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        Same thing on a freeway, say the Banfield?? Or I-5? Right to assemble is a guarantee right? What about a group of gang members who enter a grade school without checking in? O.k. or no problem? Let them hang around, wander around? It is a publicly owned school after all.

        Since it takes a period of time to get hundreds of people together I don't see where it hurts to tell the city we are going to march from here to here. You are welcome to help us.

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          These are absurd examples.

          The City knew where we were going a few streets in advance like they always do. They decided, for no reason, to curse out our police liaison and set up a blockade.

          Almost as if they were looking to use force. Hmm... couldn't be.

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    One other point, Hart. Freedom to peaceably assemble has no number attached to it. You have the exact same right to assemble with three people as with 3,000.

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      City Code sets 75 as a significant #, just so you're aware. But City Code also says that you only need a permit if you want City resources. We never do, so my reading of the code says we don't actually need a permit to march. The police, per usual, have invented an interpretation of code out of thin air.

      Also keep in mind that for years there have been unpermitted marches in Portland. Only after Occupy did the police presence become what it is today.

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    I keep trying to put my updates in the text, but they keep getting removed. Anyways, second update:

    The Police/DA dropped the attempted assault charge on Mike at his arraignment today. Could it be that they simply charged it so the media headline would look worse?!

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    Evan, the purpose of the permit process is to not tell you whether you can march or not, but to redesignate the street to make it legal for you to march. "Peaceable" assembly means following the laws. Breaking the law is not peaceable. There are laws which are derived from the democratic process which make it against the law to walk down the middle of the street blocking traffic. (Think -- runnng a light and you get hit. The driver if they are obeying the law is not libel because you were breaking the law.)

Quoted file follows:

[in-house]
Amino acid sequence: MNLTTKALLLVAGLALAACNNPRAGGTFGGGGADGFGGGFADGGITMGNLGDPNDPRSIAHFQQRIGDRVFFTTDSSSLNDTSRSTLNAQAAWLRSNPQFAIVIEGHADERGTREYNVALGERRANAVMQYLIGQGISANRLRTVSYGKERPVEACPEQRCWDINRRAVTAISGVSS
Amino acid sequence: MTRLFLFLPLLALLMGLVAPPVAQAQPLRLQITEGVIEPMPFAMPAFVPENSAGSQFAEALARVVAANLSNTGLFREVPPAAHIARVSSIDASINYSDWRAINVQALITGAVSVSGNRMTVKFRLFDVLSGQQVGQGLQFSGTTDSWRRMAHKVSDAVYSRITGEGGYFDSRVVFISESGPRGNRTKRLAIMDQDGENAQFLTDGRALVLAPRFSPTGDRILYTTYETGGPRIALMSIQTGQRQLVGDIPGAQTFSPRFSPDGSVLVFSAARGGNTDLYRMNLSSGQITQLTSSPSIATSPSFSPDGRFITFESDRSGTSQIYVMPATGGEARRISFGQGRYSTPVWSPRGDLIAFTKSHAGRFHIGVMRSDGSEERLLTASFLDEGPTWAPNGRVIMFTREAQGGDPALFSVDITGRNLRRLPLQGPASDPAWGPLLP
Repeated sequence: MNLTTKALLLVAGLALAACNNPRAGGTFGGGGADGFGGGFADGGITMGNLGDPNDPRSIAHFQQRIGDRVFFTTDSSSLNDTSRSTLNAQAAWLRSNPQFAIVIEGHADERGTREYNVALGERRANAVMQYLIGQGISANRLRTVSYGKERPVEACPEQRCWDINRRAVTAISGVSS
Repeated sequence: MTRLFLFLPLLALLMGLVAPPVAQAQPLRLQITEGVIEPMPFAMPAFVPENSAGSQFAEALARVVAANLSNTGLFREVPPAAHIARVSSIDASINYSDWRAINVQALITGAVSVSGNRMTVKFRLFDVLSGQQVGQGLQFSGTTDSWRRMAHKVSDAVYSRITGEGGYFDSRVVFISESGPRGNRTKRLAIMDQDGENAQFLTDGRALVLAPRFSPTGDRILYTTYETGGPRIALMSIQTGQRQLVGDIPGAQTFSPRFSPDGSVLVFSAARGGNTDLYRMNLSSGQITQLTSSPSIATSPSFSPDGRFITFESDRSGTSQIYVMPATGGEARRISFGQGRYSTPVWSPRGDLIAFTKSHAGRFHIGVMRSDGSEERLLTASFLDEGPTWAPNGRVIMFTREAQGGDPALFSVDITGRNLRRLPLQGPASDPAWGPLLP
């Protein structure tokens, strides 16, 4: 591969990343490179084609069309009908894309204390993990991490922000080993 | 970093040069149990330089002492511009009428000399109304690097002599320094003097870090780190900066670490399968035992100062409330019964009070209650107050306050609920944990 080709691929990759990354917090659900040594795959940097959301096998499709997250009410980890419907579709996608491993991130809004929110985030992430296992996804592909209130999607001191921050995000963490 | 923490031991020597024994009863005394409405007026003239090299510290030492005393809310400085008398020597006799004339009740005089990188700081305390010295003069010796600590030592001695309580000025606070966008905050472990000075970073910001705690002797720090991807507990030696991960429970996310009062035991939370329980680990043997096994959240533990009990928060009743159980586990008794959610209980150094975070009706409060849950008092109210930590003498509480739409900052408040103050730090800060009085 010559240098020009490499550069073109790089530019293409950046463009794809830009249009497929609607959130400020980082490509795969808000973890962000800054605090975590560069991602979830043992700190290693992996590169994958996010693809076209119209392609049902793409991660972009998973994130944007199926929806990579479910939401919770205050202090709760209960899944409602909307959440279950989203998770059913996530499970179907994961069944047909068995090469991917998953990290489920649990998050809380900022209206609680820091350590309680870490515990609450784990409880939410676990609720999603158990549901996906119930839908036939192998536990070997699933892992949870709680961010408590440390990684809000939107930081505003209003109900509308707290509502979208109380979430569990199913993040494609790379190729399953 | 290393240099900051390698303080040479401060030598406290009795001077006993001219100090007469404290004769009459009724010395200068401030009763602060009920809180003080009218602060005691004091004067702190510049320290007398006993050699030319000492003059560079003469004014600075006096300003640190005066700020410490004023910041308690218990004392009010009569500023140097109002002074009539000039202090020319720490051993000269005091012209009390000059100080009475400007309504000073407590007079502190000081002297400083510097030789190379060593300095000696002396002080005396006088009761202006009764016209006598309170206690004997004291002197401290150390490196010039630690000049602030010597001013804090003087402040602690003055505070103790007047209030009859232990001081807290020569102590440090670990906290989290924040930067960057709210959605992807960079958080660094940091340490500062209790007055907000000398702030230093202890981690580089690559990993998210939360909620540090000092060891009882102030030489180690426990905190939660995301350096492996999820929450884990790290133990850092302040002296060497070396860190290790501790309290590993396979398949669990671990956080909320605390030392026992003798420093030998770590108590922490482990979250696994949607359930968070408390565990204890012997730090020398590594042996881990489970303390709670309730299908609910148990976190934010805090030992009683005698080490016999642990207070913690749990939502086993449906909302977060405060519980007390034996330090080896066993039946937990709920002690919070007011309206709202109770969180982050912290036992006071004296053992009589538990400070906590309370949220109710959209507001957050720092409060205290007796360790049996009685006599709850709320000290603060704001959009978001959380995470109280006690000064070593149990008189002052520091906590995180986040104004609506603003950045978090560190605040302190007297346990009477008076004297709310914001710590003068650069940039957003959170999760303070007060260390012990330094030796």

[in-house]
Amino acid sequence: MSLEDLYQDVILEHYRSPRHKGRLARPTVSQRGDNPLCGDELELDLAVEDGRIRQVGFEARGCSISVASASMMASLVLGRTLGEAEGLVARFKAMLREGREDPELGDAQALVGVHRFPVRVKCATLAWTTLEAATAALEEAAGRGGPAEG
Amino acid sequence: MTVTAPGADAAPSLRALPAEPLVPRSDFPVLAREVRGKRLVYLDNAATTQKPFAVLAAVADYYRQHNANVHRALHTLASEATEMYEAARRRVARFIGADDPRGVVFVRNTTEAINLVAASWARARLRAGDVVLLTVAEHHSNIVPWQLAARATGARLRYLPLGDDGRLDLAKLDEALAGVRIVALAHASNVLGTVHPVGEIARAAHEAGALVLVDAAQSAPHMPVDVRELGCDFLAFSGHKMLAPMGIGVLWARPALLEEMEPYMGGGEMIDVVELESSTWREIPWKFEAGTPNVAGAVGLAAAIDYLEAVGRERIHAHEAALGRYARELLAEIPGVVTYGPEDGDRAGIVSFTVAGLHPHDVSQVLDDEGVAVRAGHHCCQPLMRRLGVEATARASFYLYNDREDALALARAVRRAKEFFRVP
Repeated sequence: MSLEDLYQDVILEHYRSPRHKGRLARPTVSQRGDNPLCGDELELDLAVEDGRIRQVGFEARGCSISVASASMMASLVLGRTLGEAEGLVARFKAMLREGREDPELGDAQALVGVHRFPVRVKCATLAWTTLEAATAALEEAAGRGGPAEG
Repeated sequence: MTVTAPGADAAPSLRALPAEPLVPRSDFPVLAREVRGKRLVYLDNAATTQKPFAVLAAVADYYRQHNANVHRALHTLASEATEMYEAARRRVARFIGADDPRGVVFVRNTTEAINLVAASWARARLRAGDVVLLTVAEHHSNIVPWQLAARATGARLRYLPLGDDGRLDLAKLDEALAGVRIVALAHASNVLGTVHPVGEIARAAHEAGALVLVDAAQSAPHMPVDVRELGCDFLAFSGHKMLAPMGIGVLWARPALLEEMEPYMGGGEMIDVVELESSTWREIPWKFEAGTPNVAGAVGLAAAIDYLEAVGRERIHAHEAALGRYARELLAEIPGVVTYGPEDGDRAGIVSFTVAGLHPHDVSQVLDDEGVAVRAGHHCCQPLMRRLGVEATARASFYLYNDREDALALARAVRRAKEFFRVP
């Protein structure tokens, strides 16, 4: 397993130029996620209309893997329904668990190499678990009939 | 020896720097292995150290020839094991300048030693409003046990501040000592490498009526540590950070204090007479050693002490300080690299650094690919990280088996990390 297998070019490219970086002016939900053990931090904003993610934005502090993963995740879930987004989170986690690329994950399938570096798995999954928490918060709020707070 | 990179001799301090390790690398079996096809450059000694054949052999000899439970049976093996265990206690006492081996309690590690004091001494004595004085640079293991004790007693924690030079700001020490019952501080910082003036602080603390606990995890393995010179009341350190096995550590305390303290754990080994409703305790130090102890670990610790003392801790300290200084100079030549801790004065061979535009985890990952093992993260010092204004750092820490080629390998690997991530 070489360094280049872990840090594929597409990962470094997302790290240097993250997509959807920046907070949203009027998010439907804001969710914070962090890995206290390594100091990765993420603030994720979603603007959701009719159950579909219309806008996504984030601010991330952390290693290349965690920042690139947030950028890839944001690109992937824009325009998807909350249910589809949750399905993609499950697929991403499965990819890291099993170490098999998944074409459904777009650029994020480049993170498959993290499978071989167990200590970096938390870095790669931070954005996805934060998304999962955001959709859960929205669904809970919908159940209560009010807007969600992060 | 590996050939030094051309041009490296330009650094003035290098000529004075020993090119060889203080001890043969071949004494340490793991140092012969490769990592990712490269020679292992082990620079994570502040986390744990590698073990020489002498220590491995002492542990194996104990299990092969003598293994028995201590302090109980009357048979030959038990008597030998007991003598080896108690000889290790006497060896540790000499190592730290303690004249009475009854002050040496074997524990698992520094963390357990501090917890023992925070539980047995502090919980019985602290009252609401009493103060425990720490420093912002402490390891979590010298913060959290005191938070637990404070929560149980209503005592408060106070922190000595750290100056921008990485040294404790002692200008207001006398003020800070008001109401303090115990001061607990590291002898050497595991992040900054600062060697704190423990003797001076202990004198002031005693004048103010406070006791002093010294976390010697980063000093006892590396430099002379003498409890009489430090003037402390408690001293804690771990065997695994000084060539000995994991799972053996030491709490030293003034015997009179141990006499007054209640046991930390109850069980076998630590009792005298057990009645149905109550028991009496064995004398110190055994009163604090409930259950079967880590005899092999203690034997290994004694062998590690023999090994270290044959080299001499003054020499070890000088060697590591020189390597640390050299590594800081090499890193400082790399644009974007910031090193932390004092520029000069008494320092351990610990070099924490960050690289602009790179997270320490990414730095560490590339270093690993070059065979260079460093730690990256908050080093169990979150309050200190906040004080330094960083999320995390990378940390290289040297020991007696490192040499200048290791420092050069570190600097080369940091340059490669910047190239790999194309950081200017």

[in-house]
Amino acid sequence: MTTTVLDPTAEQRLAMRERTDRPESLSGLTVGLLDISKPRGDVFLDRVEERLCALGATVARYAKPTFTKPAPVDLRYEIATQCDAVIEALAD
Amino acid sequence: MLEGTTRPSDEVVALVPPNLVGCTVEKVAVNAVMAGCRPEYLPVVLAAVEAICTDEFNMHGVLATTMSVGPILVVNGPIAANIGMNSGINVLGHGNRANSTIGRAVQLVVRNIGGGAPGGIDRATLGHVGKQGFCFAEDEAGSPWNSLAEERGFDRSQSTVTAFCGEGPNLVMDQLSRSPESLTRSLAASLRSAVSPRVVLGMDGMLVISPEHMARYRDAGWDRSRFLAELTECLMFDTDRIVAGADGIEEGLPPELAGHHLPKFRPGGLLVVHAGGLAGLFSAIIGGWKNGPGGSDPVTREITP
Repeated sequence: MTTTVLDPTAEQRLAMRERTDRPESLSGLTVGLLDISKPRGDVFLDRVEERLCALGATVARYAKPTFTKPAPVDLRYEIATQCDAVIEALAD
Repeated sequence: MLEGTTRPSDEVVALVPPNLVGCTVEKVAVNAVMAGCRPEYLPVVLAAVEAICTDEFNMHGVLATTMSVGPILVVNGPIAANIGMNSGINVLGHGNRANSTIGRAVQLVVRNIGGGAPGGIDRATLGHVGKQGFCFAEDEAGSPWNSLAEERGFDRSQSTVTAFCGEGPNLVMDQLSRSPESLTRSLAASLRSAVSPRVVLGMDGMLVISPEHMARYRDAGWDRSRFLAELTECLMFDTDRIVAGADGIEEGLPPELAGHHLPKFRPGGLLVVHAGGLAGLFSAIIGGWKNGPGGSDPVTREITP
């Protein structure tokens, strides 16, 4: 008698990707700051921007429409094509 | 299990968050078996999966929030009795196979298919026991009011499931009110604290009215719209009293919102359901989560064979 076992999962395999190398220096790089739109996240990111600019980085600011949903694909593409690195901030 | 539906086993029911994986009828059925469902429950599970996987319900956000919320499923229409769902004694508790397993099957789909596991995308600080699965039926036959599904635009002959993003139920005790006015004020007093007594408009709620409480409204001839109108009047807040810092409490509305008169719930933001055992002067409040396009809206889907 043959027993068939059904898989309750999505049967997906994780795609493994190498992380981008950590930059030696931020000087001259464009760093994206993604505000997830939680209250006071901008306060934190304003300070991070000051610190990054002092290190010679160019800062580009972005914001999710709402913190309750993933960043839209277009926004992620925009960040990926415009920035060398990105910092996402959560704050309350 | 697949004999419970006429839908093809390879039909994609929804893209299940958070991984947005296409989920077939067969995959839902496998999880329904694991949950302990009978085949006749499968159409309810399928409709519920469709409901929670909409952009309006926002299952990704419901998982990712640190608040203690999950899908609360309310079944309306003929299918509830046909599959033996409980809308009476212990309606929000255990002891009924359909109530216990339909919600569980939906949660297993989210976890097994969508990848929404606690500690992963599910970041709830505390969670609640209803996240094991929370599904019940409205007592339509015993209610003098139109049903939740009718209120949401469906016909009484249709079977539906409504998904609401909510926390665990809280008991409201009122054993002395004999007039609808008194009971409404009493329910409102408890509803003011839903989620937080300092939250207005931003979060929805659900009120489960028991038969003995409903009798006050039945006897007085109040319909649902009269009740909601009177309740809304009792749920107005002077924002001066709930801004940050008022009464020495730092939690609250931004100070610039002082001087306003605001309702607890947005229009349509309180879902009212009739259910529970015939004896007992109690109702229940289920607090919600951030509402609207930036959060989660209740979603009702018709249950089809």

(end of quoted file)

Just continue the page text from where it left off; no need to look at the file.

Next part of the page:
And since the right of assembly is not based on a number (makes no diff what the city says about #'s) the process needs to be gone through so the people are not breaking the law when they march. 1000 people who want to do something does not offset what the democratically elected government, representing hundreds of thousands of people in Portland, has determined is the law. And that is a good thing. (Think, I want to drive 80 mph in your neighborhood so I should get to.)

    I don't want people making up their own laws. If a law is a poor one then people need to work to change it. If the law needs to be addressed through civil disobedience then it needs to be protested. Having it be legal to walk down the street and block traffic is neither.